New Yorker’s Roger Angell Brightens the Post-Season

by Greg in

Editor’s Note: Occasionally, CodBall will reflect or report on baseball events beyond the Cape league. As a point of personal privilege, I cannot let a Roger Angell article go unnoticed. Enjoy… If the Cape League is the pinnacle of amateur baseball, then surely Roger Angell of The New Yorker is the pinnacle of baseball writing. In the depths of winter, with baseball a distant memory and an anxious hope, Angell’s latest article (SORRY, it's not online, but you'll find it in the hard copy under, "The Sporting Scene: Cardinal’s Rule (But how about those Mets?)." His article instantly brings back the heat of the summer and the tension of October.

The New Yorker arrives out here in the Northwest woods several days later than it does on the East Coast. So I am just now getting around to reading the issue (Nov. 27, 2006) with the 4-scene cartoon on the cover. A dedicated fan of Mr. Angell, I was delighted to see the most literary baseball writer of our time return with a compact seven-age tour of the 2006 MLB season. Only Frank Deford and Roger Angell will cause me to stop what I am doing to savor their prose.

In this week’s article, Angell’s writing chops are once again on display:

-On the Tigers: [They] “reversed direction, unexpectedly eliminating the Pinstripes in three straight games….”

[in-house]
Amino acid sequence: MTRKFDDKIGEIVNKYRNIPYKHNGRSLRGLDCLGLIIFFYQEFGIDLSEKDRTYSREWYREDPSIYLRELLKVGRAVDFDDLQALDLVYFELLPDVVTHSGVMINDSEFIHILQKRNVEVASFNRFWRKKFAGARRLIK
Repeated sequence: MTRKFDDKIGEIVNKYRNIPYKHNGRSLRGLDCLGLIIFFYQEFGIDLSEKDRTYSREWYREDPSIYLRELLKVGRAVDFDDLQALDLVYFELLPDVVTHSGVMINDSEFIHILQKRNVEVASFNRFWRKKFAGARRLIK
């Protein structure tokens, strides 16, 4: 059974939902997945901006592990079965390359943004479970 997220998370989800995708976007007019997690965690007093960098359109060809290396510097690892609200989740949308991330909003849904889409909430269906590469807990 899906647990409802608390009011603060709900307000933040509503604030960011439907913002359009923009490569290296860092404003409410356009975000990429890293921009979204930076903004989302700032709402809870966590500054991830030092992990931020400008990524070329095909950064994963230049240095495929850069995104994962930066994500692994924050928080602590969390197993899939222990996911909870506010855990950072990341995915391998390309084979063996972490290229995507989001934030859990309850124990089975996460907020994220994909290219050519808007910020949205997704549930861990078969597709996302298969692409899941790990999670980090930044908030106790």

-Again, on the Tigers: The Tigers’ botched baseball “were a fresh reminder of the spareness and elegance that skilled defenses cast unnoticed over most big-league games….”

-On the Cardinals: “Reyes wears his uniform pants legs at a boyish knee level, revealing the striped scarlet Cardinal stockings that have been scarcely visible since the time of Pepper Martin.”

-On Bonds’s “Record”: “I will be able to find the right place for his record in my baseball consciousness, with whatever asterisks are needed, just the way I did with Roger Maris’s sixty-one homers (struck in a longer season than Babe’s sixty), and even with the rare dead-ball home runs knocked out in the sunlit, bribe-prone, alcoholic, and racist baseball times of my father.”

-On Jeff Weaver as a Yankee: “could be counted on for overexcitability on the mound, followed by the sudden sounds of a denting timber.”

Angell’s closing paragraph is a feast. He recalls Carlos Beltran in the fateful final at-bat against the Cardinals in the NLCS. He replays in his mind Beltran standing there looking as Wainwright throws past him the final strike. But then the New York writer, now getting up there in years, re-imagines the scene. Instead, Jose Reyes – who batted ahead of Beltran – is up again. Reyes’s shot is not caught (as in the actual game) but rather falls in for a double…“and Lo Duca is just coming up.”